These are the French who succeeded in New Zealand

These are the French who succeeded in New Zealand

Nouria Chiriji: “I feel good at my work, respectable”

“I arrived on a tourist visa, and my partner on a working holiday visa. After a few months of traveling and deciding on a direction, we looked for work. I was lucky to immediately find a job that matched my skills thanks to a lucky person. A set of circumstances, but to get it, I had to convince My future employer who was hesitant because I didn't have a work visa.

With BTS's executive assistant, Noria found a job at an interior design company as an office manager. It's a bit more complicated for his friend Bastian, an engineer by training specializing in communications. He has been hired here as a French consultant at Microsoft but the couple is confident that he will end up finding a job that meets his expectations. “We thought Bastian would find him right away, and I would later,” Noria continues, “but it was the other way around in New Zealand, thanks to the network, where you had to go out and meet people and rely on word of mouth, not by posting ads on the Internet.” world wide web…”

Here, they found a welcoming country and a way of life to suit them, less stressful and more enjoyable with the sea nearby, in Auckland, in the Ponsonby area. “Our lives have changed a lot, and we no longer want to go back to France. I feel good in my work, and I respect it. In New Zealand, the hierarchy is less burdensome, and I am asked for my opinion, which is as important as it is.” “Kiwi culture breaks down barriers, we are all close.” So much so, in fact, that I sometimes have a little problem with the fact that the boundaries between private life and professional life are so thin, even non-existent. The downside: the distance that separates the island from France, from their loved ones… “But fortunately, there is Skype,” Nouria concludes.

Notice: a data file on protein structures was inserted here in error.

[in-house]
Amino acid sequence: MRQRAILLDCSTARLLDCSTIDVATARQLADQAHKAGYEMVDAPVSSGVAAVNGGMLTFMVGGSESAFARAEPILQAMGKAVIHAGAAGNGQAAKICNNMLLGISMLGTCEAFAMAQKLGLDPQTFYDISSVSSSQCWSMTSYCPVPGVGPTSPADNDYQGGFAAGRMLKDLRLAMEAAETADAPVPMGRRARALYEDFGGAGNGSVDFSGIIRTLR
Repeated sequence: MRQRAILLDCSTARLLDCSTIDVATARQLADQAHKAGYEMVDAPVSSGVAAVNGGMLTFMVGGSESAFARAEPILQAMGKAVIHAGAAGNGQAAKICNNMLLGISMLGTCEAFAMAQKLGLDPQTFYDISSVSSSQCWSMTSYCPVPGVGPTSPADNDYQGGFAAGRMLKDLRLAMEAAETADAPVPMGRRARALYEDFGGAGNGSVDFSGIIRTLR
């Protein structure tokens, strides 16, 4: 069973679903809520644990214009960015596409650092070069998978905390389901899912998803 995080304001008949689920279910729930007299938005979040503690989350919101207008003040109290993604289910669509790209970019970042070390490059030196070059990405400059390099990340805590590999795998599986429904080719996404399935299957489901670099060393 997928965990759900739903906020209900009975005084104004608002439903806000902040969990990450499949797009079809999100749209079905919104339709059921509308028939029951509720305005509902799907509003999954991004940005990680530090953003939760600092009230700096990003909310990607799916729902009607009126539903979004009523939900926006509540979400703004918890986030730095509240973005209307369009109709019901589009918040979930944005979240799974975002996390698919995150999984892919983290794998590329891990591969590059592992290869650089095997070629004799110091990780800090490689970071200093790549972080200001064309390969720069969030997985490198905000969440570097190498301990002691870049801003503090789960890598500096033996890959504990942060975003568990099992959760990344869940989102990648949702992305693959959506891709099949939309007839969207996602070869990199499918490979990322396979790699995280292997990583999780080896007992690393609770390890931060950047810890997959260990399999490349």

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Vivien Wren: “Teach, don't do this.”

After a preparatory semester and two master's degrees from the École Normale Supérieure de Lyon, Vivian taught for several years in Colombia and England. Then the young woman decided to retrain by joining a large consulting and auditing company. She spent three years in the Paris office and then jumped at the opportunity to join the company's New Zealand branch. Today, she feels particularly content in her new life.

“What I like most professionally today is that I have the feeling that I am respected as an employee. My work is recognized, and my skills are often appreciated. And my bosses take the time to listen and help, according to this principle that I find very smart: Teach, don't tell.”

The young woman also really appreciates the place and pace of life, which is less stressful and more balanced than in Paris. “I find New Zealanders particularly helpful and friendly. Immigration rates are very high, especially in Auckland but I don't feel any aggression or rejection in the community. As always, integrating into a new country takes time but I think New Zealand is one of the countries where the transition is easier.” “

Gabriel Esso: “New Zealanders are very welcoming”

“I left as part of my studies at Sciences Po. In my third year of study, when I was 20, I chose New Zealand because it was an English-speaking country and to discover a more remote culture.” Auckland resident, Gabriel studied history and political science while doing odd jobs, particularly as a babysitter.

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“Here, young French people rarely come to practice a profession, except perhaps to work in Anglo-Saxon audit and finance groups; but they are particularly interested in practicing the language. They work odd jobs, save, and then travel the country. New Zealanders enjoy a part of the island, and they are aware of their isolation.” And the small size of their country, which makes them very human and interesting.

A rich experience that made Gabriel want to leave again. “I didn't want to lose the linguistic and cultural capital I gained in New Zealand, so I'm leaving for South Africa!” A new adventure, this time as a VIA where he will be on assignment for the French Development Agency.

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